Can 'Zombie Lights' Save Smartphone Addicts?

By | March 15, 2019

With smartphones now embedded in global culture, recognizing their potential for distraction and resulting injury is an ongoing public health concern.

In this Wednesday, March 13, 2019 photo, An Israeli woman walks past embedded LED stoplights at a crosswalk in Tel Aviv, Israel. Tel Aviv has taken its first steps to assist pedestrians distracted by their smartphones by embedding LED stoplights at crosswalks. (AP Photo/Sebastian Scheiner)ASSOCIATED PRESS

Looking down with our eyes on our phones while walking is not optimal by any means.  Our peripheral vision is one failsafe that helps alert us to avoid collisions or prevent falls. To illustrate the potential for danger, a 2012 study noted that persons who texted while walking were 60% more likely to veer off their path compared to those who did not text.

In Tel Aviv, according to the AP, ongoing concern for injuries from distracted walking associated with smartphones has prompted the government to launch a pilot program to improve safety.

Specialized LED lights embedded in the pavement–“zombie traffic lights”– were installed in a single crosswalk in central Tel Aviv to alert distracted pedestrians looking down at their smartphones and tell them when it’s safe to walk or time to stop. The strip lights along with short poles, embedded at each end in the crosswalk, turn red when pedestrians should stop and turn green signifying its safe to walk.

The AP reports that Tomer Dror, head of traffic management in Tel Aviv-Yafo, believes that the so-called “zombie traffic lights” will reduce accidental collisions between vehicles and distracted pedestrians in crosswalks.

“We cannot force them to take their eyes out of the smartphone and into the road. We need to find ways to put the road into their eyes ” he told AP.

The pilot program currently involves only one crosswalk in Tel Aviv, but may be employed more broadly based on the response from the community and its effect on injury prevention. The Netherlands, Australia and Singapore already have such lighted systems in crosswalks .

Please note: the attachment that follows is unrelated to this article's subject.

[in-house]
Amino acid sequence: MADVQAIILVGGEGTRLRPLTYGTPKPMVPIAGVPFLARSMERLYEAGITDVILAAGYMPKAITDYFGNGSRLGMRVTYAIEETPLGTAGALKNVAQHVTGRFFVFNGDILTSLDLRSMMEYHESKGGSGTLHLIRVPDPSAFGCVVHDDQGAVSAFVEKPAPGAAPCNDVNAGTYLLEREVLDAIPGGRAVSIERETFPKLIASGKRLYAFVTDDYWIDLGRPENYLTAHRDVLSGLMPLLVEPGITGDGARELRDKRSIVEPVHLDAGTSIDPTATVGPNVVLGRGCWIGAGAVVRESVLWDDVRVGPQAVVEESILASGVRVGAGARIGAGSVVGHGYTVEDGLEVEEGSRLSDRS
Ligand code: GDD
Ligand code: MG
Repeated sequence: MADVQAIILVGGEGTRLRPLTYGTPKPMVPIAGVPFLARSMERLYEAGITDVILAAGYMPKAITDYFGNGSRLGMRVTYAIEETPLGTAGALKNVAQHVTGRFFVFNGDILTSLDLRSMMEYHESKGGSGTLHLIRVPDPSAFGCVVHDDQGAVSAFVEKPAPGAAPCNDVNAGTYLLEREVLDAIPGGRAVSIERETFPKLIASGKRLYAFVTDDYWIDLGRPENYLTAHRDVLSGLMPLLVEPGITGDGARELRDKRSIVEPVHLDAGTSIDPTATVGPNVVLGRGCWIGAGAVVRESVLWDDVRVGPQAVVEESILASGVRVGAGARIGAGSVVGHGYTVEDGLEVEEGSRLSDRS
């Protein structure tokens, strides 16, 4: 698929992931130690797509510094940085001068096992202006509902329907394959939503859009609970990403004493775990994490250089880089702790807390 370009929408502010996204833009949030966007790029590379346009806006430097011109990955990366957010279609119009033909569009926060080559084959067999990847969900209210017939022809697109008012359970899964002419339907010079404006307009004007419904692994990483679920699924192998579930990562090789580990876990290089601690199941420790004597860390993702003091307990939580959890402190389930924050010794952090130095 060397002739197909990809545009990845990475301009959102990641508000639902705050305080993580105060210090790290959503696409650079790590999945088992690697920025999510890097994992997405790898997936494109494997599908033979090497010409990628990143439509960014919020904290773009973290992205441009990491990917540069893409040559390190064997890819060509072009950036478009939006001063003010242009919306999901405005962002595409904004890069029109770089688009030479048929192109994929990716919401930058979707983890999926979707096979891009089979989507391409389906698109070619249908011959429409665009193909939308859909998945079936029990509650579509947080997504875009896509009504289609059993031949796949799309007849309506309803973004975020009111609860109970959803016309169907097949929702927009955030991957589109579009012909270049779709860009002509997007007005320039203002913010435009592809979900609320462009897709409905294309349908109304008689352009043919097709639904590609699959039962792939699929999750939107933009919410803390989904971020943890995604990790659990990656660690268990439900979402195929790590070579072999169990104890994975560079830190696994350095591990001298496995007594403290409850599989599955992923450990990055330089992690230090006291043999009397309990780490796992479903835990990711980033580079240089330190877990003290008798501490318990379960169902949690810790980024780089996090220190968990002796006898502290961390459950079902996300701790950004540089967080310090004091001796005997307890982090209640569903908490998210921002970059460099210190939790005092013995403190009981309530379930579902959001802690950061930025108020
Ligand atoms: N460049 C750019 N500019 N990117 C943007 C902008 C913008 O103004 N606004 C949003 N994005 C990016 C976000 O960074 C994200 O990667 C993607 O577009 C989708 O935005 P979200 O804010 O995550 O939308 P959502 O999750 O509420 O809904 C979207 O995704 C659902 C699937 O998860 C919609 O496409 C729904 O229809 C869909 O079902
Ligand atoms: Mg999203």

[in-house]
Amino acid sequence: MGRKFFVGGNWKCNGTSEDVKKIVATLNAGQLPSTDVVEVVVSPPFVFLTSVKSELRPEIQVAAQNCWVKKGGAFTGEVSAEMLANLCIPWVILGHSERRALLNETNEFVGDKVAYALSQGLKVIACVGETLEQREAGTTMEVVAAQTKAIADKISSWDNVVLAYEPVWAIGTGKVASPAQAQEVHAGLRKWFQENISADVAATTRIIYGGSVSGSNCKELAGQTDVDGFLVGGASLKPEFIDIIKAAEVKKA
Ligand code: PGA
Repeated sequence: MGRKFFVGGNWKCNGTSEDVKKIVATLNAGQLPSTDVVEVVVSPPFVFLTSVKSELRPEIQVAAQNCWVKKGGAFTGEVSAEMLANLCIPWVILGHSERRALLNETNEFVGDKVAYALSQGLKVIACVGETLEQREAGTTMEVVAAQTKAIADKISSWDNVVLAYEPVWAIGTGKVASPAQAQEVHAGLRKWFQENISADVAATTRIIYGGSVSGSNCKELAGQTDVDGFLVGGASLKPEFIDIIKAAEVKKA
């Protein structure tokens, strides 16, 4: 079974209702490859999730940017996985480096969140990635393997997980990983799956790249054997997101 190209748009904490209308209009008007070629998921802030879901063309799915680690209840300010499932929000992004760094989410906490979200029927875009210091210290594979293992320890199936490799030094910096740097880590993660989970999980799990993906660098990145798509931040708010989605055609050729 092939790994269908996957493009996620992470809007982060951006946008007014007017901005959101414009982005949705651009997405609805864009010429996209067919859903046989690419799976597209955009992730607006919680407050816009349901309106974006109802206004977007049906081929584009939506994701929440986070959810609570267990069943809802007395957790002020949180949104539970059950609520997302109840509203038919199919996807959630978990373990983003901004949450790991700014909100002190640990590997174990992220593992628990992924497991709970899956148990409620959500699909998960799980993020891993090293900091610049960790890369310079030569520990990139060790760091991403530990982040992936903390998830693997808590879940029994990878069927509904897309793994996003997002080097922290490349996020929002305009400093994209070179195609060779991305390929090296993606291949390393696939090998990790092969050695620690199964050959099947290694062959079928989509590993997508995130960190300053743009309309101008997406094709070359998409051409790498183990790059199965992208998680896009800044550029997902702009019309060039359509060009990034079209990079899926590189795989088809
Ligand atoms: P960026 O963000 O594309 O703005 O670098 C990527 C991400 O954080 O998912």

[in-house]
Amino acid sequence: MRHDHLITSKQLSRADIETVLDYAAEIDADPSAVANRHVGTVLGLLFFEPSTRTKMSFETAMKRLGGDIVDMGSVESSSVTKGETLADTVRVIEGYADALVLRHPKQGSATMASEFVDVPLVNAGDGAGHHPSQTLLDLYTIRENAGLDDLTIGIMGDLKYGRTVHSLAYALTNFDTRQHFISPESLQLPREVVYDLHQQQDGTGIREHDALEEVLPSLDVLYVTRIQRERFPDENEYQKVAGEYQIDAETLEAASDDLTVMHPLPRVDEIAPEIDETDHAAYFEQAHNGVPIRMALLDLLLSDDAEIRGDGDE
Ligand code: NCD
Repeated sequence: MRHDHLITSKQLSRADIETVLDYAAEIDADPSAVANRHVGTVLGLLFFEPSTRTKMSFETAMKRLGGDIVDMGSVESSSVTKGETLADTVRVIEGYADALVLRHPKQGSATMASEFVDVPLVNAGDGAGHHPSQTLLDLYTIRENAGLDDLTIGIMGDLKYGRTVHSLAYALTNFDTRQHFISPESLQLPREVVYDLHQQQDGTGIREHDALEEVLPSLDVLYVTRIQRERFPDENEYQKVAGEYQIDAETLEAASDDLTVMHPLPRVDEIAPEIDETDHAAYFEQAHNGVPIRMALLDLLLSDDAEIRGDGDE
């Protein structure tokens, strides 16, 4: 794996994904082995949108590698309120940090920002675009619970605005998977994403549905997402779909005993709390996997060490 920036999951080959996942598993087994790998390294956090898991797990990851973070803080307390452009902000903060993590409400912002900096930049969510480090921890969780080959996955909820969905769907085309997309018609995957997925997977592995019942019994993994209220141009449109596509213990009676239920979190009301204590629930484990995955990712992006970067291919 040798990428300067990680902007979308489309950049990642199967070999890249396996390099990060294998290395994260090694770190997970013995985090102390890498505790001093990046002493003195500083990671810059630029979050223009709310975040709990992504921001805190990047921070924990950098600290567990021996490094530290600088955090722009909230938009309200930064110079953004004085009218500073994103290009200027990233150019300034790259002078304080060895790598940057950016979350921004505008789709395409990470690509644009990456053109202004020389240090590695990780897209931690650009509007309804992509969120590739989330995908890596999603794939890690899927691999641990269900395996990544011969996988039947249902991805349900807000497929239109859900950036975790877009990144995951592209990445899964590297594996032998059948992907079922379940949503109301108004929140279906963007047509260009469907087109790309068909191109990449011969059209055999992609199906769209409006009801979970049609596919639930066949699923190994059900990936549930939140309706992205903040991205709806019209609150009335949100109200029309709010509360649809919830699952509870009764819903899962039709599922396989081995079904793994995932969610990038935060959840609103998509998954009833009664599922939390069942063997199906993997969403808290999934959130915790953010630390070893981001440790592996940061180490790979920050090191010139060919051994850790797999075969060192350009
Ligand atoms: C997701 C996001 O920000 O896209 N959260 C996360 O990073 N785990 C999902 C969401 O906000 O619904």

It appears that the response to “zombie lights” by people in Tel Aviv has been encouraging, but the broader issue is that instead of modifying a behavior that is potentially destructive or deadly, technology is being used to mitigate risk.

While it’s important to always remind people to look up and keep their heads out of their smartphones when crossing the street, modifying behaviors that become entrenched in our society can be difficult. As much as we want to warn people about the dangers of texting while walking using smartphones, it’s challenging to police this activity. Issuing fines may be one deterrent, and has already been employed in multiple cities in the U.S.

Large populated cities such as Los Angeles, New York, and Chicago have elevated numbers of pedestrian deaths relative to overall traffic fatalities, according to the National Highway Traffic Safety Administration (NHTSA). Pedestrian deaths had been declining in the late 90s into the early 2000’s until 2009, when they started to increase again. While there is no hard data to back up the exact reason, its postulated that this spike is due to distracted pedestrians using cellphones.

Having a guardrail in place such as “zombie lights” is a step in the right direction which may help save lives and reduce injuries.

Of course, the best solution is to put your phone away while crossing the street. Whatever it is, it can wait.

Forbes – Healthcare